Graphene has since its isolation and characterization in 2004 seen a dramatic development. Mostly, the interest have been focused around the electronic properties of the material. The mechanical properties are, however, equally outstanding. With its ultra-low mass, large stiffness and elastic behavior, it is the ultimate material for use in two dimensional nanoelectromechanical systems (NEMS). Since 2006, the already expanding field of NEMS, has seen a near exponential increase in the interest in graphene NEMS.
While the potential of graphene lies in the unique material properties, the same properties has also lead to a series of unexplained experimental results, differing markedly from results valid for other NEMS/MEMS system. Among these are foremost the behavior of the strong nonlinear properties, dissipation and noise. As graphene is a truly nano-scale NEMS system, it is to expect that dynamic processes at this scale, such as electron transport, local defects, ripples, etc., can greatly affect system properties.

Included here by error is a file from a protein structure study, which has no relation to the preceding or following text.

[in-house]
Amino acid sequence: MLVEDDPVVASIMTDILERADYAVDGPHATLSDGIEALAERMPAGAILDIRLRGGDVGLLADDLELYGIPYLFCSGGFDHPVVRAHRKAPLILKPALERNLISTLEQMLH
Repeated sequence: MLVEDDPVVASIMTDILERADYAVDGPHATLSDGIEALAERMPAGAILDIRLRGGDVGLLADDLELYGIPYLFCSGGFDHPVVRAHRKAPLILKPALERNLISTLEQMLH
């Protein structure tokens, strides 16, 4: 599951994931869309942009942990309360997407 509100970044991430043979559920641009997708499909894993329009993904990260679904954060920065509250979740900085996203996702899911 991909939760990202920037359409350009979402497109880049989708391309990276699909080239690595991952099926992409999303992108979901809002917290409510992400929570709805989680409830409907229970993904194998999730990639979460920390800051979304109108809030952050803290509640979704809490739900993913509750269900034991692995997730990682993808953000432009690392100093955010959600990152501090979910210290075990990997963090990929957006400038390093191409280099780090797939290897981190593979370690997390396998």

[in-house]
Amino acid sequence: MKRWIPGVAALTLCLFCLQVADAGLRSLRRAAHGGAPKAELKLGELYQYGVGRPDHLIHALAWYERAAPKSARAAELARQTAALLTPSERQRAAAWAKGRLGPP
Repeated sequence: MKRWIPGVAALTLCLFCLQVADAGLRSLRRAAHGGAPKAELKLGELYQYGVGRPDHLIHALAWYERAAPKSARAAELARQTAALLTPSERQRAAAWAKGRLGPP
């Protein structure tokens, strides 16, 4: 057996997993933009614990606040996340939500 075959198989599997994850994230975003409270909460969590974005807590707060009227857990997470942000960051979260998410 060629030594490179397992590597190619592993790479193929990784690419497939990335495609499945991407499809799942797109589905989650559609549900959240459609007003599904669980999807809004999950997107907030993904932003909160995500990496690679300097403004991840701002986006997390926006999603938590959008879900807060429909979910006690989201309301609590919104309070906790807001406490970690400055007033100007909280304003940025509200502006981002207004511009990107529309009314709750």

The purpose of this project is to find and understand the underlying microscopic mechanisms responsible, and to use the knowledge to assess the potential for exploiting them in the field of quantum NEMS. Quantum NEMS deal with nanomechanical systems where mechanical motion must be treated within the framework of quantum mechanics. Quantum NEMS is a rapidly emerging interdisciplinary field linking NEMS, quantum optics and quantum computing.
Andreas Isacsson - project manager